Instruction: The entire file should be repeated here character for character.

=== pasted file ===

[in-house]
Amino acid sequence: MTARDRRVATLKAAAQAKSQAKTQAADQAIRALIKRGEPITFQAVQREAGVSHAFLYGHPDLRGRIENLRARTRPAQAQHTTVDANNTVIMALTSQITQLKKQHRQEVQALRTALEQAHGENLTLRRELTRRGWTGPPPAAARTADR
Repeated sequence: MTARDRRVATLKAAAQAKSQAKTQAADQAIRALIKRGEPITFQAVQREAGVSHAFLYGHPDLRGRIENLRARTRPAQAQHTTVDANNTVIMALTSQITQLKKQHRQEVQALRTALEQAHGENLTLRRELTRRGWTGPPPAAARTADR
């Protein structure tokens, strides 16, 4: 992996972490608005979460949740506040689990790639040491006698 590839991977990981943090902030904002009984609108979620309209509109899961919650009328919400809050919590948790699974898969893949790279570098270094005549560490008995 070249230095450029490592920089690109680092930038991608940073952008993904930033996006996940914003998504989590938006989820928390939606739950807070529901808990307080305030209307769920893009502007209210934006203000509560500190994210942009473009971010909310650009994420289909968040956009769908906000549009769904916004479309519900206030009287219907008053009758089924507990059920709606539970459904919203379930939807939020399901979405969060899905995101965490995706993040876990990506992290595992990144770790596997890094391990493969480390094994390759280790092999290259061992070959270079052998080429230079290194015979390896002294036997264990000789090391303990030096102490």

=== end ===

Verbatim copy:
[in-house]
Amino acid sequence: MTARDRRVATLKAAAQAKSQAKTQAADQAIRALIKRGEPITFQAVQREAGVSHAFLYGHPDLRGRIENLRARTRPAQAQHTTVDANNTVIMALTSQITQLKKQHRQEVQALRTALEQAHGENLTLRRELTRRGWTGPPPAAARTADR
Repeated sequence: MTARDRRVATLKAAAQAKSQAKTQAADQAIRALIKRGEPITFQAVQREAGVSHAFLYGHPDLRGRIENLRARTRPAQAQHTTVDANNTVIMALTSQITQLKKQHRQEVQALRTALEQAHGENLTLRRELTRRGWTGPPPAAARTADR
């Protein structure tokens, strides 16, 4: 992996972490608005979460949740506040689990790639040491006698 590839991977990981943090902030904002009984609108979620309209509109899961919650009328919400809050919590948790699974898969893949790279570098270094005549560490008995 070249230095450029490592920089690109680092930038991608940073952008993904930033996006996940914003998504989590938006989820928390939606739950807070529901808990307080305030209307769920893009502007209210934006203000509560500190994210942009473009971010909310650009994420289909968040956009769908906000549009769904916004479309519900206030009287219907008053009758089924507990059920709606539970459904919203379930939807939020399901979405969060899905995101965490995706993040876990990506992290595992990144770790596997890094391990493969480390094994390759280790092999290259061992070959270079052998080429230079290194015979390896002294036997264990000789090391303990030096102490």